Anxiety is a part of our fight or flight response. Many workers can harness low levels of anxiety to perform at their best, but for some, anxiety is a crippling affliction.
One in five Australians (21%) have taken time off work in the past 12 months because they felt stressed, anxious, depressed or mentally unhealthy.
Work-related anxiety is the stress caused by work that leads to anxiety. Without proper management, a person with work anxiety can develop panic disorders, social anxiety disorders and phobias. Anxiety doesn’t just take its toll on us mentally, it can also have a physical impact. Anxiety can cause a lack of concentration, depression, panic attacks, headaches and irritability. The physiological effects can include breathing problems, upset stomach, heart palpitations, loss of libido, increased blood pressure, fatigue and muscle aches and pains.
Causes of Work-Related Anxiety
Work is a source of anxiety for a variety of reasons. The major causes of anxiety include:
The increase in people working from home has caused anxiety for some workers because of:
Tips for Managing Work Anxiety
There are plenty of simple changes you can make to your daily routine to manage your anxiety.
Take a Break
If you can feel yourself becoming anxious, it’s best to take a break and rebalance your thoughts. It’s unlikely you will be at your productive best when you’re suffering from anxiety, so stop working and have a rest. Stepping away from the computer and going outside can help you recover and refocus.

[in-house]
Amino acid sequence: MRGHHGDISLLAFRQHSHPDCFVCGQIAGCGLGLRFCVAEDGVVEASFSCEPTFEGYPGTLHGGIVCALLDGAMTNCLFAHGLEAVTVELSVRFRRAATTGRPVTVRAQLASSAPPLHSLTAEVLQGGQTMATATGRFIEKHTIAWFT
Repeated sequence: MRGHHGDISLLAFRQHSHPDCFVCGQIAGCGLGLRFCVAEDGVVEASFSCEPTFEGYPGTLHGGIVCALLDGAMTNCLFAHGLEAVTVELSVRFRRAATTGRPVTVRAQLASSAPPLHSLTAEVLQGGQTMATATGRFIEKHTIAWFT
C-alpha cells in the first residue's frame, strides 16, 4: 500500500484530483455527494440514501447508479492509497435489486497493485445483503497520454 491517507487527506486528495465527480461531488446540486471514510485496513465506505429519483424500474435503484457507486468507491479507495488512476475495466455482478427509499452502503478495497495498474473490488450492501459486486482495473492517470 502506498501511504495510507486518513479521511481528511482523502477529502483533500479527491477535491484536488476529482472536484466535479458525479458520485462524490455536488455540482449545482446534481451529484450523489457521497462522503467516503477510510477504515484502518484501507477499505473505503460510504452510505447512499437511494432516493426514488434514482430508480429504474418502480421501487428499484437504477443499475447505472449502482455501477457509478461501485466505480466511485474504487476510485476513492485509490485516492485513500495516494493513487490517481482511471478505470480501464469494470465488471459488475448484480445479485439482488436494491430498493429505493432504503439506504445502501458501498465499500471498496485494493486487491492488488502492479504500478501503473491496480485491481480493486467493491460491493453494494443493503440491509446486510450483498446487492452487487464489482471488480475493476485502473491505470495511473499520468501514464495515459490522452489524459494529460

Do Some Exercise
You don’t need to spend an hour doing a strenuous workout to beat anxiety. Just five minutes of aerobic exercise can stimulate anti-anxiety effects. Physical activity produces endorphins which act as a natural painkiller. Getting the blood circulating delivers oxygen and nutrients to the brain, helping it function and possibly find a solution to a problem.
Write Out a List
If your workload is causing you anxiety, write out a to do list of tasks. According to university professors, putting it on paper frees you from distracting anxiety and allows you to resume productivity. You don’t need to worry about forgetting a task or wondering what you need to do next.
Rank the list into the most urgent and most important tasks then set about doing each one and crossing them off. You’ll feel a sense of accomplishment as you move through your list.
When you feel under pressure to get through it all, the temptation is to multitask. But research shows you can achieve more by giving your full attention to one task at a time and finishing it. Frequent multitaskers are less likely to recall information and be able to switch to the next task.
It might not seem like a priority, but cleaning your desk can help reduce your anxiety. If the piles of papers and messy digital folders are part of the problem, spending some time cleaning up can pay dividends.
Make sure you practice time management, so you prioritise the most important work and give yourself enough time to complete each task. Bundling similar tasks together can save valuable work time and can be less taxing on the brain.
Fuelling our bodies with nutrients can help with anxiety and stress. Eating a healthy diet; including whole grains, vegetables and fruit are better than simple carbohydrates and sugar for people suffering anxiety. Carbohydrates cause spikes in blood sugar levels while an even blood sugar level creates a calmer feeling. Cutting back on caffeine and alcohol and getting plenty of sleep can also help. A healthy body and mind can help you deal with challenging situations. Check out our list of 7 of the best quick and healthy lunch ideas here!.
If work anxiety is interfering with your day to day life, it’s important you seek professional help. Contact an experienced psychologist at PeopleSense by Altius on 1300 307 912 or (08) 9388 9000, contact us online or a national counselling organisation.
Beyondblue 1300 22 4636
Lifeline 13 11 14
MensLine Australia 1300 78 99 78
Kids Helpline 1800 55 1800
Open Arms Veterans and Families Counselling 1800 011 046